sampled parenchyma (grade i2)
Banff IA: Moderate tubulitis with 5-10 mononuclear cells per tubular cross
Banff IB: Severe tubulitis with greater than 10 mononuclear cells per tubular
cross section.
Acute Cellular Rejection
• Banff II: vascular rejection
– IIA: Mild-to-moderate intimal arteritis (<25%
luminal involvement in at least 1 artery)
– IIB: Severe intimal arteritis (>25% luminal
• Banff III: severe vascular rejection
– Transmural arteritis and/or arterial fibrinoid
changes and smooth muscle necrosis.
Banff IIA: Mild intimal arteritis with rare subendothelial mononuclear cells.
Banff IIB: Moderate intimal arteritis with numerous subendothelial
mononuclear cells.
Banff III: Severe intimal arteritis with transmural inflammatory infiltration,
fibrinoid change and myocyte injury.
• Borderline: based on clinical and pathological
picture. Some advocate no treatment.
• Banff IA: generally steroid pulse.
• Banff IB: steroid pulse and/or ATG.
• Banff II/III: ATG
• Banff II & III may also require treatment for
possible concurrent AMR.
Antibody-Mediated Rejection
• Antibodies can target the capillary
endothelium, leading to complement fixation.
• This causes inflammation and endothelial
injury  capillary endothelialitis
• Complement activation leads to increased
presence of terminal products of complement
cascade  C4d.
• Can uncommonly be due to non-anti-HLA
Antibody-Mediated Rejection
• According to Banff, diagnosis of AMR requires:
– Presence of circulating donor-specific antibodies.
– C4d+
– Morphologic evidence of acute tissue injury:
• ATN-like minimal inflammation
• Capillary and/or glomerular inflammation (PTC/G)
• Arteritis (v3)
• If either C4d or DSA are absent, Banff classifies
as “suspicious for AMR”.
Aggregates of mononuclear inflammatory cells in dilated
peritubular capillaries, scored as ptc3
Transplant glomerulitis with infiltrating mononuclear
inflammatory cells (arrows) within capillary loops
Acute humoral rejection in a human renal
allograft. PAS staining shows the presence of
a sparse interstitial infiltrate of neutrophils,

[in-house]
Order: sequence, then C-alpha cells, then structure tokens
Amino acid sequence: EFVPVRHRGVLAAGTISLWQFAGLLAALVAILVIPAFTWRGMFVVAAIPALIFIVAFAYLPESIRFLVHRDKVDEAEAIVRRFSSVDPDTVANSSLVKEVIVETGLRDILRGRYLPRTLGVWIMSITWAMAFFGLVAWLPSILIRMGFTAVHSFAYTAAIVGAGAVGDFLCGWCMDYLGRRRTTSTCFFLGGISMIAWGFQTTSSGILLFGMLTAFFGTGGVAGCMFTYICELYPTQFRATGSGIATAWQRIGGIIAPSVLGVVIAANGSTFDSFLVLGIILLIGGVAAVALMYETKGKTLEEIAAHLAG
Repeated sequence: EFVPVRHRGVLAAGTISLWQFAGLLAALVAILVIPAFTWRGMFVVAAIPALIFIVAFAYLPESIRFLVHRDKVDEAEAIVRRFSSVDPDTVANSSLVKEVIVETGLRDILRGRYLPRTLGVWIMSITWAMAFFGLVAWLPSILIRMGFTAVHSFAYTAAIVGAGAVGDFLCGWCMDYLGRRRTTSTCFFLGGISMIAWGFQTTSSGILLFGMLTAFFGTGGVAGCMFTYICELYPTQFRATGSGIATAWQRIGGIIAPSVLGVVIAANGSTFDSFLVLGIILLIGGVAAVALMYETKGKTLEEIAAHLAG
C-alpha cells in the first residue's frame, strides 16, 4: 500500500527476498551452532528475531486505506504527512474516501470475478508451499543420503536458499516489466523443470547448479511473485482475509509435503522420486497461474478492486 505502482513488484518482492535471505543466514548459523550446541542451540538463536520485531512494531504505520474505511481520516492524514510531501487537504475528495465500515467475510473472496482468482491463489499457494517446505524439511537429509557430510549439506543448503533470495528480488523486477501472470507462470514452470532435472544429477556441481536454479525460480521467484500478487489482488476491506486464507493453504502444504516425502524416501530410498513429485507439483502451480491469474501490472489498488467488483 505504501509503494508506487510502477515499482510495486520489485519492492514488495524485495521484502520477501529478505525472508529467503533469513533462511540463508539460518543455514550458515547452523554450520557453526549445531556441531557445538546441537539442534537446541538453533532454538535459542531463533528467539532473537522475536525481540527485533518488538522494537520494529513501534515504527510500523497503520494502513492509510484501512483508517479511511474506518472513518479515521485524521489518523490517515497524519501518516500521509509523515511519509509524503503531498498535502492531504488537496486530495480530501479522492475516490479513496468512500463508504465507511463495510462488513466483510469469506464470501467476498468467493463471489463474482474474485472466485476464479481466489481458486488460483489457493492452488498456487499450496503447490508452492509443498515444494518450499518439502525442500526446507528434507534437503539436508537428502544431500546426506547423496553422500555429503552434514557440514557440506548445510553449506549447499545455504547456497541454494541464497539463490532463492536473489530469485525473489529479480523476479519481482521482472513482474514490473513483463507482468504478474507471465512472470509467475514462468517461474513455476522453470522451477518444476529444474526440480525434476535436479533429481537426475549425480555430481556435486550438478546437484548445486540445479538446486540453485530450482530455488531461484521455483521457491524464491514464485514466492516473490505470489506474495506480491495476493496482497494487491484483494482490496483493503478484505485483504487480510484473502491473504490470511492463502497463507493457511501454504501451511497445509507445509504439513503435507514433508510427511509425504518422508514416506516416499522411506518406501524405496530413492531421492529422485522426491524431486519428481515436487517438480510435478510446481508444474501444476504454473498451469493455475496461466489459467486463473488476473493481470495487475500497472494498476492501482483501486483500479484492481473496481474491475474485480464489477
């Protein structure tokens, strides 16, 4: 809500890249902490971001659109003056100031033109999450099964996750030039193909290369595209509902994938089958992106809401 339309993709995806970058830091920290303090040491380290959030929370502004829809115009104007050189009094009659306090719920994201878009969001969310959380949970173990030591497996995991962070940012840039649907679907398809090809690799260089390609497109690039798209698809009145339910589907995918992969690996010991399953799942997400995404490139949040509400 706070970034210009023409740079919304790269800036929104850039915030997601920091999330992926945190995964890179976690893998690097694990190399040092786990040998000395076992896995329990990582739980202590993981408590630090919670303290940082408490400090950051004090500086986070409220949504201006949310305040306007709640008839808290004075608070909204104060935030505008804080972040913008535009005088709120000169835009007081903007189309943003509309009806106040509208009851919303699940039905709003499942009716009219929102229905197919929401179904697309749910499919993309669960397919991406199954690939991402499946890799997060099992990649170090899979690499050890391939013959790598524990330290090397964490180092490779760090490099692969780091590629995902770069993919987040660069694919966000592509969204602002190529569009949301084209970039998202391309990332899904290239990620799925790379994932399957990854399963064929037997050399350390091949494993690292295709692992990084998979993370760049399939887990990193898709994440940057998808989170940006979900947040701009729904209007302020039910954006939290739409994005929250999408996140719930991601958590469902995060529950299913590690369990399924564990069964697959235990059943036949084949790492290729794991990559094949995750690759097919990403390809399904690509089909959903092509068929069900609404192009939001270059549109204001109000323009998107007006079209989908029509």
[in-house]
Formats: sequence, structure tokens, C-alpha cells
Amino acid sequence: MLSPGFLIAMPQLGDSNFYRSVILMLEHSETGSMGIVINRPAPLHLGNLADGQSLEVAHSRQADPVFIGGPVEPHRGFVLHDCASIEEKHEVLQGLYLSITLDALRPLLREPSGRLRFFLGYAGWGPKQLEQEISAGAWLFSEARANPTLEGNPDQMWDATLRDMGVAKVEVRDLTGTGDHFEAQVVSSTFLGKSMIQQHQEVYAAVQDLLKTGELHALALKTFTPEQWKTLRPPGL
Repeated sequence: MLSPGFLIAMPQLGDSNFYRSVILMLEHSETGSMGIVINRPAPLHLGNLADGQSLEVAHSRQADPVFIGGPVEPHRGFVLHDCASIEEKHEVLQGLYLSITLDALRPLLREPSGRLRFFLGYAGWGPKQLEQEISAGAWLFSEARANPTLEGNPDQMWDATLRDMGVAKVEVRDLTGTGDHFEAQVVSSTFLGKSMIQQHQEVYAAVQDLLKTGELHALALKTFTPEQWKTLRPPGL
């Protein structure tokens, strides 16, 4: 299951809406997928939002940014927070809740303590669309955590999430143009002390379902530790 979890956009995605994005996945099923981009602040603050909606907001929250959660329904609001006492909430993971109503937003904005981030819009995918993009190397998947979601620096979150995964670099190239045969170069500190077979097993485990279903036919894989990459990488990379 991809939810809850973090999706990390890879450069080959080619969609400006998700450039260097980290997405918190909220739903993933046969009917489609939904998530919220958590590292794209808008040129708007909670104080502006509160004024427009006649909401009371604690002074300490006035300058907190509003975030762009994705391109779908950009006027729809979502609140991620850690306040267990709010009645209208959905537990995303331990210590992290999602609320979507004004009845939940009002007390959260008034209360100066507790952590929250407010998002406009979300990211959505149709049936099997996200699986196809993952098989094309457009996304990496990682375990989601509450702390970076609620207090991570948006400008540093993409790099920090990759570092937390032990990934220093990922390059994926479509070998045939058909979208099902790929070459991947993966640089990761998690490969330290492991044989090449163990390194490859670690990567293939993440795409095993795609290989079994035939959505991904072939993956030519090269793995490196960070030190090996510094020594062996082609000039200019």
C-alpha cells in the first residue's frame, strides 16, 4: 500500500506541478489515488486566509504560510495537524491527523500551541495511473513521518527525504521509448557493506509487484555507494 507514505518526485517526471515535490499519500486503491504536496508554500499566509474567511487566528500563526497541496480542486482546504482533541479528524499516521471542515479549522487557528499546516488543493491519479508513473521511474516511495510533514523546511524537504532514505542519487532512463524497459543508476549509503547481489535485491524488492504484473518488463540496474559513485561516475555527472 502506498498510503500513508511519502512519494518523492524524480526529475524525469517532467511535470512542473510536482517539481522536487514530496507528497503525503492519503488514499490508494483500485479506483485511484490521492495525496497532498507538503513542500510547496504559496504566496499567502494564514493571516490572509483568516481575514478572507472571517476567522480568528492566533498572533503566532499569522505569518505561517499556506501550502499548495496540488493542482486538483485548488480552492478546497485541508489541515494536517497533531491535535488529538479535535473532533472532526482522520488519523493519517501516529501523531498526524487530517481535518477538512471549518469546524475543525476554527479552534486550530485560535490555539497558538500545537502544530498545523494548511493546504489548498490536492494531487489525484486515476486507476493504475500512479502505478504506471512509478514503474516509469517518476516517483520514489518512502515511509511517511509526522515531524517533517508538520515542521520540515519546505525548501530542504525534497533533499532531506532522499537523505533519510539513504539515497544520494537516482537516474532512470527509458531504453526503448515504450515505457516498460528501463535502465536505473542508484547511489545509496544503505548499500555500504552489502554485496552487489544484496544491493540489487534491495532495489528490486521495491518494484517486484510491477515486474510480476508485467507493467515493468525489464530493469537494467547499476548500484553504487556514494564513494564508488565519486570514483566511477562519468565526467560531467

together with edema.
C4d deposition in peritubular and glomerular
capillaries. An immunohistochemical stain using
polyclonal rabbit antibodies that are specific for
C4d shows C4d deposition.
C4d staining: immunohistochemistry vs.
• Treatment of AMR is not well defined.
• Options include:
– Plasmapheresis
– Rituximab
• Newer options include agents under study e.g.
bortezomib, eculizumab.
Chronic Rejection
• The term “chronic rejection” was previously
used to describe all manner of chronic
changes in the allograft, on the assumption
that they were immune-mediated.
• As non-immune factors became known, the
term “chronic rejection” has fallen out of
favor, to be replaced by chronic allograft
nephropathy, and now, interstitial fibrosis/
tubular atrophy.
Chronic Rejection
• Some features remain consistent with chronic
immune injury:
– Transplant glomerulopathy with doublecontouring
– Certain vascular changes (disruptions of the
elastica, inflammatory cells)
Chronic transplant glomerulopathy with numerous double
contours (arrows) in glomerular basement membranes
Implications of Rejection
• Certain clinical features have important
implications in acute rejection.
• Presence of rejection.
– Grafts have a longer half-life in patients who never
had an acute rejection (Hariharan, N Engl J Med, 2000;
Flechner, Transplantation, 1996).
– If fully reversible, may not have a deleterious effect on
graft function in the long-term (Opelz, Transpl Proc,
1997; CTS 6-year data):
• 60% vs. 75% for treatment for rejection.
• 73% vs. 75% for those whose S/Cr returned to normal (<1.5
Implications of Rejection
• Number of rejections (Dickenmann, Transpl Int,
2002; Pascual, N Engl J Med, 2002).
– Better with single episode than with 2 or more
• Timing of rejection (Sijpkens, Transplantation,
– 10-yr death-censored graft survival 86% for AR <3
months vs. 45% for AR >3 months
• Severity of rejection.
– Correlation between Banff grade and outcome.
Implications of Rejection
• Data presented at ATC 2011 suggested
interstitial inflammation is a worse
• Newer data suggested vascular rejection may
not carry the same grim prognosis in modern
• Worse prognosis for AMR.